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Glen Macnow: Was Sunday's putrid loss end of Eagles' season, or worse?

The Eagles' problems seem to be getting worse and worse each week.

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Sunday’s torture in Cincinnati started early, as Carson Wentz’s first pass was rejected at the line of scrimmage and his second bounced off a defender’s hands.

It continued as the Bengals scored on their first drive. And then again. And again, through their first six possessions, gaining a 29-0 lead in the third quarter.

It continued into garbage time, as Wentz was left to attempt 60 passes and take almost as many hits. The rookie, so assured in September, was skittish and inaccurate. Clearly he has regressed – in part because of his inept supporting cast; in part, I believe, because this much losing is a shock to his system.

In the end, the 32-14 blowout signaled the death of the season. The bigger question, however, is whether it marks more.

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We’ve seen the Eagles lose in horrendous fashion. Last year’s Thanksgiving calamity at Detroit sealed Chip Kelly’s fate. Andy Reid ended his tenure in 2012 dropping a 42-7 laugher to the Giants.

Those debacles, however, marked the ends of eras. This disaster comes 12 games into the Doug Pederson’s tenure. And so it raises the frightening question of whether this head coach has the stuff and the smarts for the job. Have the Eagles bought a lemon?

Let me preface with this: I’d be stunned if Jeff Lurie ditches Pederson after one season. It’s not his style. Further, the owner – more so than resurrected GM Howie Roseman – hand-picked Pederson in an attempt to regain control of his franchise that he had ceded to Kelly. He’ll be in no rush to admit failure.

But that won’t stop anyone from assessing where the Eagles are. Regardless of whether their 3-0 start was an illusion, the scary aspect is that they have backslid nearly every week, at nearly every position.

The defensive has just six sacks in the last six games. The quarterback has lost his footwork. The secondary still can’t follow the arc of a pass. And shouldn’t someone among the receivers – Agholor or Green-Beckham or anybody – show a semblance of growth over the season?

Truth is, Doug Pederson’s team plays undisciplined football. The offensive line leads the NFL in illegal motion penalties. The defensive line is good for a few roughing penalties a week.

And now, things look worse. I cannot watch on TV and fairly tell you that players have quit on their coach. I can avow, however, that I saw Zach Ertz shy away from a block on Sunday. I saw Vinny Curry barely jog while pursuing a running play. I saw a listless secondary displaying no interest in separating Cincy’s receivers from the football.

Add in some carping. Fletcher Cox’s “do the math” answer to a question over the lack of sacks seemed a direct shot at DC Jim Schwartz’s distaste of blitzing. That followed Curry saying, “I only do what I’m coached to.”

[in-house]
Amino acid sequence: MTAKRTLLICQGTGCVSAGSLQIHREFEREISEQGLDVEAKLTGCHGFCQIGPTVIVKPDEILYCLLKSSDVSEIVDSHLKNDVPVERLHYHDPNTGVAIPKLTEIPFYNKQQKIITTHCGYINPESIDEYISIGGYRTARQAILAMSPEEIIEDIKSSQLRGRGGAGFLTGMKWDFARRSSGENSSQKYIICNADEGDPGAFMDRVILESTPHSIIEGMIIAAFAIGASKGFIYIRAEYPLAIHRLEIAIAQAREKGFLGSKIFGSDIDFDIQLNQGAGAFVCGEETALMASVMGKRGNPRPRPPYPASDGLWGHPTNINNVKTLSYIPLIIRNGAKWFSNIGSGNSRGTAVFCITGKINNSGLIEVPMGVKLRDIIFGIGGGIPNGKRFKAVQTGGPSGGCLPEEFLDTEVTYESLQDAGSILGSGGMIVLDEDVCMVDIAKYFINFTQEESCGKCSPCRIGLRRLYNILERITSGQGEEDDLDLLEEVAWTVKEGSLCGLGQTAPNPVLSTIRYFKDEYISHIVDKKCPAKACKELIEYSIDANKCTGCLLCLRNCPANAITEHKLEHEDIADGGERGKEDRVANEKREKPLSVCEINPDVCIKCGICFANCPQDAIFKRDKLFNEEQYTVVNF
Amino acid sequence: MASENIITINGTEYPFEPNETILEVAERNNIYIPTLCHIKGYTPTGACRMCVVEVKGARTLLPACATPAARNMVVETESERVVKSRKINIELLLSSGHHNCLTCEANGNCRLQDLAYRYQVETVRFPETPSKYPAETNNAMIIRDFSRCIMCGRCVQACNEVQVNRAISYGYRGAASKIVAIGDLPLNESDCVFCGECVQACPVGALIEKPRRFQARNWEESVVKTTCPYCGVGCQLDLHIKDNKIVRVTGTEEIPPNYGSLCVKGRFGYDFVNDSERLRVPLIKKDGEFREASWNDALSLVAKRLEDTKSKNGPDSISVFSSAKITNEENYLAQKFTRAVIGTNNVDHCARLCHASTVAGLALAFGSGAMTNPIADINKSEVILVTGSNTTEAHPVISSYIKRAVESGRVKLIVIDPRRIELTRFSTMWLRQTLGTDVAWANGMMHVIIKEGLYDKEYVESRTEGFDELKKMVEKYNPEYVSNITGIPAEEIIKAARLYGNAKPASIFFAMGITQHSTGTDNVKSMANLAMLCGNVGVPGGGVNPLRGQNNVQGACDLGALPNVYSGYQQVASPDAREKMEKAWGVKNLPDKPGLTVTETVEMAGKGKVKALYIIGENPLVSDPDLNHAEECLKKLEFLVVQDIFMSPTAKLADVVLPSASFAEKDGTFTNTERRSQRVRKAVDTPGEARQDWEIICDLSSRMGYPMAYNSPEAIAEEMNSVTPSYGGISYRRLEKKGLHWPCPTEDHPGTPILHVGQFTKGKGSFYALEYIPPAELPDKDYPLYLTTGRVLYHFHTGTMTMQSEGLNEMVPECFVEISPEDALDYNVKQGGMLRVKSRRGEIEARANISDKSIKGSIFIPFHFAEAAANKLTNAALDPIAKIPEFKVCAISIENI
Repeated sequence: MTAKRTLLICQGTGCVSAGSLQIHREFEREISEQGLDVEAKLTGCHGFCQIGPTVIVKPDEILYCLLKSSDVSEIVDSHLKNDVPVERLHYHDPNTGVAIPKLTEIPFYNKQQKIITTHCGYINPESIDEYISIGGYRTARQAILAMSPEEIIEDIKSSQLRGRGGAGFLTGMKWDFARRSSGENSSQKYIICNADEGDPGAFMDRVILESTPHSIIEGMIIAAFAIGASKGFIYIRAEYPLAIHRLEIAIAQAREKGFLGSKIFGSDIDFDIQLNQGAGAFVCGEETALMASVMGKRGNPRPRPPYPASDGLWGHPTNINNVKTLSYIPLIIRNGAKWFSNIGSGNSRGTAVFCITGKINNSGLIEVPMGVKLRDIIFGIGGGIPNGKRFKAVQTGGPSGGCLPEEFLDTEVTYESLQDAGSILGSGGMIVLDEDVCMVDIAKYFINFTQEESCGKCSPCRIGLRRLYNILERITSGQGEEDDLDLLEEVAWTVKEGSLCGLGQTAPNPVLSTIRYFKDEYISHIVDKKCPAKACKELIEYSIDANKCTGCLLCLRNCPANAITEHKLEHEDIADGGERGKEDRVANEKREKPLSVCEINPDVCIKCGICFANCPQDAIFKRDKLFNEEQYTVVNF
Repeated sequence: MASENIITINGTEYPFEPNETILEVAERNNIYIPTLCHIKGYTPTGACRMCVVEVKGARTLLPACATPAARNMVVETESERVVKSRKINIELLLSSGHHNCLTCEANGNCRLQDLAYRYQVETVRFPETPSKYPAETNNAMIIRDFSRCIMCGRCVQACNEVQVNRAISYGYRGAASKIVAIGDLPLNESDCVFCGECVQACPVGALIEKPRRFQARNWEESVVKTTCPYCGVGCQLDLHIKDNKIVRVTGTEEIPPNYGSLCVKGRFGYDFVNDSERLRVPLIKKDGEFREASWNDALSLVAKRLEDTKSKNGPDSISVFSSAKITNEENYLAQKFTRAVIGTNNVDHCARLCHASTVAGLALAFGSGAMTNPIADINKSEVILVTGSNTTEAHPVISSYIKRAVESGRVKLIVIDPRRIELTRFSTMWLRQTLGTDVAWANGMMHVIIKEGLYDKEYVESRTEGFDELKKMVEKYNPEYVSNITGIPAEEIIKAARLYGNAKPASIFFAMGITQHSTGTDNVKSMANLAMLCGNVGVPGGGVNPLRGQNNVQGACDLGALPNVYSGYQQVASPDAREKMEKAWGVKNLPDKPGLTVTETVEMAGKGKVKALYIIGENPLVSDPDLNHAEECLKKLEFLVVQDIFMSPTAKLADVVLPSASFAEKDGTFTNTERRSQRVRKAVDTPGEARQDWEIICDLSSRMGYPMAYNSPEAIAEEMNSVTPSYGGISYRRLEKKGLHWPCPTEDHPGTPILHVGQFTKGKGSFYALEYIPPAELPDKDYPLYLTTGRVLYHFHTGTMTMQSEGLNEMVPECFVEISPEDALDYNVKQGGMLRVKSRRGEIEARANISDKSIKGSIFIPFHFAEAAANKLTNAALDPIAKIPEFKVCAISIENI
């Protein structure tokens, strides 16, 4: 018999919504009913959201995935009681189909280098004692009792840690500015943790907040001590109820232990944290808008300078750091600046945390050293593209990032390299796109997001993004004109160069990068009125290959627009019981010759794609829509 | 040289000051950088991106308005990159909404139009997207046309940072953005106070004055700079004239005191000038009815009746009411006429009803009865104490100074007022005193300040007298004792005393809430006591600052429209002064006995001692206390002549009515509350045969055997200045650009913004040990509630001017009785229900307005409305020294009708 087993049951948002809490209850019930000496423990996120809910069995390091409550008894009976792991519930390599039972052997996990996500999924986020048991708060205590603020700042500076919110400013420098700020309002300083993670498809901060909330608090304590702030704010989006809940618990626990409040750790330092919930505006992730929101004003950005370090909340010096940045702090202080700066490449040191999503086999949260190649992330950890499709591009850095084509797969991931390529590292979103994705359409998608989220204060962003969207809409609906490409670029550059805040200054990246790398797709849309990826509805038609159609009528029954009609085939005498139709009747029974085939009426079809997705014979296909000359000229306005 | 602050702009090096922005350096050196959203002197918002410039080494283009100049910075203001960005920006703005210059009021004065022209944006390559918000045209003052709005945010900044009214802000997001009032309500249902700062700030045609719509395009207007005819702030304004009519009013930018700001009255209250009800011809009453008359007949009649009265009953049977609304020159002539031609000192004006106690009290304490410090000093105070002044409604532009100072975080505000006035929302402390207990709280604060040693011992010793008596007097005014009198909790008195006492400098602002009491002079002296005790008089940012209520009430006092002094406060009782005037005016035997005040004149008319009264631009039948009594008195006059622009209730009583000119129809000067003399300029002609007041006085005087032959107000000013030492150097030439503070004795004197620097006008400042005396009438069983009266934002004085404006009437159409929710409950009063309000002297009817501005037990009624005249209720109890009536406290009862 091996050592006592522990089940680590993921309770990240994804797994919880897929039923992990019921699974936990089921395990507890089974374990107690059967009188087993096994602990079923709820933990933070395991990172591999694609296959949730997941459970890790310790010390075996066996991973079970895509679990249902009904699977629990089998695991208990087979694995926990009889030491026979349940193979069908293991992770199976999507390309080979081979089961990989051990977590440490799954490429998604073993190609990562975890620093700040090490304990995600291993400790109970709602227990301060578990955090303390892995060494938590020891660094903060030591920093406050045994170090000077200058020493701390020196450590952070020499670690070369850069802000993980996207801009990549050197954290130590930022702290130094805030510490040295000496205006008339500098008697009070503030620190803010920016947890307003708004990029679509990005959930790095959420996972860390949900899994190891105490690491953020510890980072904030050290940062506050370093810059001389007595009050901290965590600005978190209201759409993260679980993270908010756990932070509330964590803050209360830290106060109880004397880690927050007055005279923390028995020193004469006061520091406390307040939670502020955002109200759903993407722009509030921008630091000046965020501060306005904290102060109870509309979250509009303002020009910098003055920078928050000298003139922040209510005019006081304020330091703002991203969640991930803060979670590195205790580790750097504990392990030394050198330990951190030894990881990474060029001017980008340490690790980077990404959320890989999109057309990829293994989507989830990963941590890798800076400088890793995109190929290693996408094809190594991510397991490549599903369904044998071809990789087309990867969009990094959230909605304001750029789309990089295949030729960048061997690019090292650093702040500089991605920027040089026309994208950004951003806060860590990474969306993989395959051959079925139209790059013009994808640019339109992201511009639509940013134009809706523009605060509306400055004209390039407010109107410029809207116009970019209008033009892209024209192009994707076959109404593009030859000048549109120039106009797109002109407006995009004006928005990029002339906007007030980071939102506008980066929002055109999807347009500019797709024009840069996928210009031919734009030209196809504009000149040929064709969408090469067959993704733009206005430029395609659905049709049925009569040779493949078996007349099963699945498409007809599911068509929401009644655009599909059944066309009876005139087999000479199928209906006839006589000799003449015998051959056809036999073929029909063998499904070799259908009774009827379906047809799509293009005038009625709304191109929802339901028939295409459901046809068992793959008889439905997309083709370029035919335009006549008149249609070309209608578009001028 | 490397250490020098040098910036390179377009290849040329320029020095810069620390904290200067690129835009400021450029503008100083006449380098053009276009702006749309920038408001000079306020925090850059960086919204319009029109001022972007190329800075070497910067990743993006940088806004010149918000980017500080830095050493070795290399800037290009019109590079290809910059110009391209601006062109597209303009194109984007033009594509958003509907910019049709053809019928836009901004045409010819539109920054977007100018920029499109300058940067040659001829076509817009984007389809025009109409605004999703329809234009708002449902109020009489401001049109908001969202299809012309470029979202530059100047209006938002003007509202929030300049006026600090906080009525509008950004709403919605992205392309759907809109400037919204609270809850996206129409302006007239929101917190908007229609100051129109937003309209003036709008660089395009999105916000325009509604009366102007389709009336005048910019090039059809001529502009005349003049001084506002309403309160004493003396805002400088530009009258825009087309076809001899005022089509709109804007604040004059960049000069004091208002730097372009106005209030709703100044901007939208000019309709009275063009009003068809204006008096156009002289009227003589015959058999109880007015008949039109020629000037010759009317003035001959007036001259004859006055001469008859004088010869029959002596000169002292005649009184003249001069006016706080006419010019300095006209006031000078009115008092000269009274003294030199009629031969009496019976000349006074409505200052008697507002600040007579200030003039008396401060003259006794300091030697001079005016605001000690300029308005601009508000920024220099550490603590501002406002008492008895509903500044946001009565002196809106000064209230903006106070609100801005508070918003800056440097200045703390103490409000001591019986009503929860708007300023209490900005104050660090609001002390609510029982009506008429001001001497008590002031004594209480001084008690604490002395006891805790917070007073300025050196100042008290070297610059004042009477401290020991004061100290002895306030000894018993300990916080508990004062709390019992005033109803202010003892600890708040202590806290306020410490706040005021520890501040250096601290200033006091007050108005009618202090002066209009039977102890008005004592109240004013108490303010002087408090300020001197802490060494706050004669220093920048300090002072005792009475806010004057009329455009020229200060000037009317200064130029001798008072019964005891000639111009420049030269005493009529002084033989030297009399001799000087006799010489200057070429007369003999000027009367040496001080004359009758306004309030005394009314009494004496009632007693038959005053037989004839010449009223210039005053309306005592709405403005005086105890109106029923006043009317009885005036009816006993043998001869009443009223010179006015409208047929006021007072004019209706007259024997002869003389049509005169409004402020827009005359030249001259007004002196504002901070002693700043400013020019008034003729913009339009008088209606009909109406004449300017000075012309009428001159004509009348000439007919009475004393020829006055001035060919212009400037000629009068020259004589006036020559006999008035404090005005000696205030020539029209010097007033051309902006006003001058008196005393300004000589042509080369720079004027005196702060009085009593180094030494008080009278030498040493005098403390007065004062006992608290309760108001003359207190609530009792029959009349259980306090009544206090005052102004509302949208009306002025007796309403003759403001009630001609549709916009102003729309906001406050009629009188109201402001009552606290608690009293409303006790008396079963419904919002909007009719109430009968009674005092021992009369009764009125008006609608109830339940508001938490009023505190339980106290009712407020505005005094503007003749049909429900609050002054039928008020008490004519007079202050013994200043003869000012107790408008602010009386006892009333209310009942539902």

Until last week, the Eagles were striving for the postseason. After the death in Cincinnati, the stakes may be higher. And uglier.

Macnow’s musings:

  • On WIP Monday morning, Pederson denied being too nice a guy to his players, telling Angelo Cataldi, “What people see on game day is different than what we see during the week.” Perhaps that’s true, but if no player loses his job over that hideous performance (I’m looking at you, Leodis McKelvin), how can the coach be taken seriously as a disciplinarian?
  • Yes, Wentz looked terrible on Sunday. He threw three interceptions, and it could have been six if the Bengals secondary was more sure-handed. His footwork was flawed, his judgment poor. But on my list of concerns, Wentz doesn’t crack the top 10. The sin here is forcing a rookie to throw 60 passes behind a makeshift line and against a defense that was poised to tee off. Regardless of game score, Pederson should not have exposed his QB that much.
  • Interesting that Pederson, who has always deferred when winning the coin toss, chose to take the ball first. He explained Monday that he wanted his offense on the field first because the Bengals looked so lethargic in warmups and because he foresaw bad weather rolling in. Maybe so, but I can’t help but wonder whether the coach was more reacting to a rash of (wrong-headed) critics over the past week after he kicked to Green Bay.
  • It was nice to see rookie WR Paul Turner debut with six catches and 80 yards. The kid worked hard all year and deserved his shot. On the flipside, consider what that says about the rest of the receiving corps when a practice squad kid can step in and be the team’s best.
  • For the life of me, I can’t understand Schwartz’s aversion to blitzing. If the issue is that he’s afraid of putting his cornerbacks on an island, I’d counter by saying they can’t cover anyone as it is now. Getting some pressure should at least force the opposition QB to try to make a hot read and quickly dispose of the ball. It sure couldn’t make things worse than they are now.
  • Allow me to praise tackle Jason Peters. Not for his game, per se, but for starting a scrum after Wentz was hit late and dirty. On a day when few Eagles showed any degree of competitiveness, at least Peters had some fight in him.
 
 
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